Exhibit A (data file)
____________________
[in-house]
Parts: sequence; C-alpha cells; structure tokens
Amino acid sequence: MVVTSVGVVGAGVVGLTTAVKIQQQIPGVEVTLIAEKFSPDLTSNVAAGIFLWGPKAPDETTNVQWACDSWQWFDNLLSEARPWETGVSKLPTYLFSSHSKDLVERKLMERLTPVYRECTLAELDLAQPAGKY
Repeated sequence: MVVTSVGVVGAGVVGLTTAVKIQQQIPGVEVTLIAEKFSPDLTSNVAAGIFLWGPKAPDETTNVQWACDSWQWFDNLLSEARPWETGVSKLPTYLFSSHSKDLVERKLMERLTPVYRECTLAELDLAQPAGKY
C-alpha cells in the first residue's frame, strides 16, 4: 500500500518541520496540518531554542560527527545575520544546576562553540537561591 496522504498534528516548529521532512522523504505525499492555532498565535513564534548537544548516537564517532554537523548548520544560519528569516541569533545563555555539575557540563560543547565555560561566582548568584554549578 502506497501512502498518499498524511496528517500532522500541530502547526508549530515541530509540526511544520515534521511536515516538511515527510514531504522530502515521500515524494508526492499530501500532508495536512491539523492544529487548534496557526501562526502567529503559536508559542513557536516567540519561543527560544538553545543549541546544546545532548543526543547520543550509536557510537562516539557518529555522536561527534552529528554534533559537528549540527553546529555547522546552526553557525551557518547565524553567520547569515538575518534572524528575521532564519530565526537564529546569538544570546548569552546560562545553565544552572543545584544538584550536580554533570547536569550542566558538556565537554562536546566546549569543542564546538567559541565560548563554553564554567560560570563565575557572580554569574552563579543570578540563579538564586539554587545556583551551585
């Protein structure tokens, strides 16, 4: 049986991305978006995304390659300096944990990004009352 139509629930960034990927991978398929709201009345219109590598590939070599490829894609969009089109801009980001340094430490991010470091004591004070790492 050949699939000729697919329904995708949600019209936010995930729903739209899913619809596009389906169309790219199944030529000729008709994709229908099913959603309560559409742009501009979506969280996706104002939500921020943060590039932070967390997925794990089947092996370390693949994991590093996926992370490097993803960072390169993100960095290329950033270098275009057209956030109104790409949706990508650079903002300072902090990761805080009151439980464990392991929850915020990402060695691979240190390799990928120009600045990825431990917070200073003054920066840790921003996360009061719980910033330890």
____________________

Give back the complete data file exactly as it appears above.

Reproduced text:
[in-house]
Parts: sequence; C-alpha cells; structure tokens
Amino acid sequence: MVVTSVGVVGAGVVGLTTAVKIQQQIPGVEVTLIAEKFSPDLTSNVAAGIFLWGPKAPDETTNVQWACDSWQWFDNLLSEARPWETGVSKLPTYLFSSHSKDLVERKLMERLTPVYRECTLAELDLAQPAGKY
Repeated sequence: MVVTSVGVVGAGVVGLTTAVKIQQQIPGVEVTLIAEKFSPDLTSNVAAGIFLWGPKAPDETTNVQWACDSWQWFDNLLSEARPWETGVSKLPTYLFSSHSKDLVERKLMERLTPVYRECTLAELDLAQPAGKY
C-alpha cells in the first residue's frame, strides 16, 4: 500500500518541520496540518531554542560527527545575520544546576562553540537561591 496522504498534528516548529521532512522523504505525499492555532498565535513564534548537544548516537564517532554537523548548520544560519528569516541569533545563555555539575557540563560543547565555560561566582548568584554549578 502506497501512502498518499498524511496528517500532522500541530502547526508549530515541530509540526511544520515534521511536515516538511515527510514531504522530502515521500515524494508526492499530501500532508495536512491539523492544529487548534496557526501562526502567529503559536508559542513557536516567540519561543527560544538553545543549541546544546545532548543526543547520543550509536557510537562516539557518529555522536561527534552529528554534533559537528549540527553546529555547522546552526553557525551557518547565524553567520547569515538575518534572524528575521532564519530565526537564529546569538544570546548569552546560562545553565544552572543545584544538584550536580554533570547536569550542566558538556565537554562536546566546549569543542564546538567559541565560548563554553564554567560560570563565575557572580554569574552563579543570578540563579538564586539554587545556583551551585
């Protein structure tokens, strides 16, 4: 049986991305978006995304390659300096944990990004009352 139509629930960034990927991978398929709201009345219109590598590939070599490829894609969009089109801009980001340094430490991010470091004591004070790492 050949699939000729697919329904995708949600019209936010995930729903739209899913619809596009389906169309790219199944030529000729008709994709229908099913959603309560559409742009501009979506969280996706104002939500921020943060590039932070967390997925794990089947092996370390693949994991590093996926992370490097993803960072390169993100960095290329950033270098275009057209956030109104790409949706990508650079903002300072902090990761805080009151439980464990392991929850915020990402060695691979240190390799990928120009600045990825431990917070200073003054920066840790921003996360009061719980910033330890």